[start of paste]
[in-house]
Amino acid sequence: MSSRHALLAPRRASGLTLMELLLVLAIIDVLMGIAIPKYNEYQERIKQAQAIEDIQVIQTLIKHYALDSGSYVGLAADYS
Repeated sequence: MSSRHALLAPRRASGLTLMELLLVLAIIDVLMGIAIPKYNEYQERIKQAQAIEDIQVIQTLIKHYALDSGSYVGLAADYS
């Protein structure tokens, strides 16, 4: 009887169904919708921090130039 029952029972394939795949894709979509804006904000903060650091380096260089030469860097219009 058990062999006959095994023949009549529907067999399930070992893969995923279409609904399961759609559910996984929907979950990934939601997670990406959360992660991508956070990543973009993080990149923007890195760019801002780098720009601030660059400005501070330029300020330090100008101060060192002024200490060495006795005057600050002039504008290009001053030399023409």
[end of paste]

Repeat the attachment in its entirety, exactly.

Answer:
[in-house]
Amino acid sequence: MSSRHALLAPRRASGLTLMELLLVLAIIDVLMGIAIPKYNEYQERIKQAQAIEDIQVIQTLIKHYALDSGSYVGLAADYS
Repeated sequence: MSSRHALLAPRRASGLTLMELLLVLAIIDVLMGIAIPKYNEYQERIKQAQAIEDIQVIQTLIKHYALDSGSYVGLAADYS
């Protein structure tokens, strides 16, 4: 009887169904919708921090130039 029952029972394939795949894709979509804006904000903060650091380096260089030469860097219009 058990062999006959095994023949009549529907067999399930070992893969995923279409609904399961759609559910996984929907979950990934939601997670990406959360992660991508956070990543973009993080990149923007890195760019801002780098720009601030660059400005501070330029300020330090100008101060060192002024200490060495006795005057600050002039504008290009001053030399023409």